In its pure form, fentanyl is 100 times stronger than morphine and 50 times stronger than heroin. And the drug has become increasingly common in the U.S. as people addicted to opioids – many as a result of painkillers prescribed for legitimate medical reasons – turn to alternative sources.
Fentanyl also is a legitimate painkiller, but it must be carefully administered, and that usually happens via a time-release patch.
But much of the fentanyl sold illegally in the U.S. is in the form of “knockoff” prescription pain pills.
And the source for it is primarily laboratories based in China or western Mexico that manufacture the drug from precursor chemicals obtained in China, India and other Asian countries.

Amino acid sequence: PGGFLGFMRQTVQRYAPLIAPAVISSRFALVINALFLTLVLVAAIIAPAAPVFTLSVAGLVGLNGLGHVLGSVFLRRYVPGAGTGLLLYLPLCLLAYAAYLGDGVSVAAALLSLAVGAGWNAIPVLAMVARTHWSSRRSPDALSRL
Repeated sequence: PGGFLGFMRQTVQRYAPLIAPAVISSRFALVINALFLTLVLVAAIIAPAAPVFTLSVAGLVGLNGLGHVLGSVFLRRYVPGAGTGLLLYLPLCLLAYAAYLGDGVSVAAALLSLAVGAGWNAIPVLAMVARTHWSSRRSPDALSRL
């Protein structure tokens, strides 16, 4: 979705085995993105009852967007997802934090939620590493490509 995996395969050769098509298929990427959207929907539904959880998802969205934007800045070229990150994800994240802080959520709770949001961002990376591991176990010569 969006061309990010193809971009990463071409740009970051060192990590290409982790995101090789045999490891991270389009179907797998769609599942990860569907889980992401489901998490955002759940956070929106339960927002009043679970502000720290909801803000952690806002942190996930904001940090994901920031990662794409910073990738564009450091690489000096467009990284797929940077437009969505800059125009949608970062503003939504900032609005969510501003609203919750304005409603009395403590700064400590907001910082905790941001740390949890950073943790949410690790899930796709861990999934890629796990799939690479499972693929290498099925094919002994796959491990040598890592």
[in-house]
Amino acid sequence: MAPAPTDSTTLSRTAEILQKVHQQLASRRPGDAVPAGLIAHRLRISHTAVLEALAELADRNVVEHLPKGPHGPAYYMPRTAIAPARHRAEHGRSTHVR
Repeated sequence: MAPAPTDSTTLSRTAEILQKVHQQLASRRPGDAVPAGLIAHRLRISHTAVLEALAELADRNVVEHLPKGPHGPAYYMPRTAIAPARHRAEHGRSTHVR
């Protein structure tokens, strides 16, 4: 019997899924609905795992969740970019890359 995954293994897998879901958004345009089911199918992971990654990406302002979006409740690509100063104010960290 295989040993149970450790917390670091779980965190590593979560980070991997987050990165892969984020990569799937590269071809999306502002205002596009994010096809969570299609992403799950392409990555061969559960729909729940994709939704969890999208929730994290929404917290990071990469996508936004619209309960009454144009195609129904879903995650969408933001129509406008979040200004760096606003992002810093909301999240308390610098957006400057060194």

A kilogram of fentanyl in highly diluted form is worth about $3,000 in Mexico and triple that in the southwestern United States. The price soars to $18,000 per kilogram in the Northeast.
Although the drug is fairly simple to make with the right precursor chemicals, the purity of fentanyl produced in Mexican laboratories varies widely.